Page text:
Beethoven inspired me. I was having trouble coming up with a topic for this post. That’s when I remembered something that lit my creative fire. A couple of weeks ago I attended the Senior Piano Recital of a good friend. Incredibly, he played by heart three movements of a Beethoven piece (as well as two other compositions). It got me to thinking: What was it that inspired the great masters in their creativity? For Ludwig von B it was a very simple thing: He took walks.
Beethoven discovered that he needed the time for his ideas to incubate into something concrete. So he took regular walks through the wooded valleys of Vienna (that’s modern day Vienna in the above photo). He took along with him a pencil and a few sheets of paper. When he came up with solid musical thoughts he would jot them down.
It’s such a simple lesson, but it’s one that I so often fail to do. The whole idea is to feed your creativity by putting yourself in a different environment. It’s giving yourself time to create. Psychologists tell us that we are more apt to be creative outside of our regular work environment than inside of it.
Let’s take the example of this very post. The idea for it came while I was listening to incredible music played live by a skilled musician. I’ve been letting the idea for a series of posts on the creativity of creative masters ruminate in my head since then. Just now I came inside the house from a short time sitting on our delightful front porch with my wife. As I came inside the idea began to crystallize. Sitting outside in a different environment helped the idea take root and grow.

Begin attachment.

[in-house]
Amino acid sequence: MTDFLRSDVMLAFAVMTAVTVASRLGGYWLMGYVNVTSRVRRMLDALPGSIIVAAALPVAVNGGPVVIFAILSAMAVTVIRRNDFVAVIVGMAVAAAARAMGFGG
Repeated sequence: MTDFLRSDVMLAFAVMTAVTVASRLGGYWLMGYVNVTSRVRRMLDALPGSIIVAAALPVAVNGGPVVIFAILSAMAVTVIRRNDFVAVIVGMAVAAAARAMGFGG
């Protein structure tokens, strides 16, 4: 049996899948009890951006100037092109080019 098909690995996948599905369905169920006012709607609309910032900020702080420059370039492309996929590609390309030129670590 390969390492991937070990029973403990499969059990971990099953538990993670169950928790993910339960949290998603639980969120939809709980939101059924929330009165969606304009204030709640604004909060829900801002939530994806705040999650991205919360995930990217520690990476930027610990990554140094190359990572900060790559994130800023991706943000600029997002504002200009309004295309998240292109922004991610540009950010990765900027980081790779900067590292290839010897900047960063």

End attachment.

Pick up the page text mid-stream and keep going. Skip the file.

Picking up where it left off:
This whole concept of taking a walk, and “differentiating” spaces, is also true in the creative work I do in my vocation. Most every week I have to write numerous pieces for work, not the least of which is a sermon to preach. I have found that when I write my sermon in my office at church, it’s often like pulling teeth. The background work has been done, but creative ways to communicate the message are difficult to come by.
But when I write in a coffee shop, or in my quiet home, the ideas seem to flow much more freely. In these environments I see different things, I think more freely, I feel more relaxed. More ideas are hatched and they come to fruition on a much more consistent basis.
So thanks to Beethoven, I’m going to try taking more walks and writing in different environments. Why don’t you try the same. I bet it’ll get you off the creative dime. And, as I’ve said many times before, the world needs your art…whatever it may be.
What inspires your creative process?
This is the first of an occasional series of lessons in creativity from creative masters.
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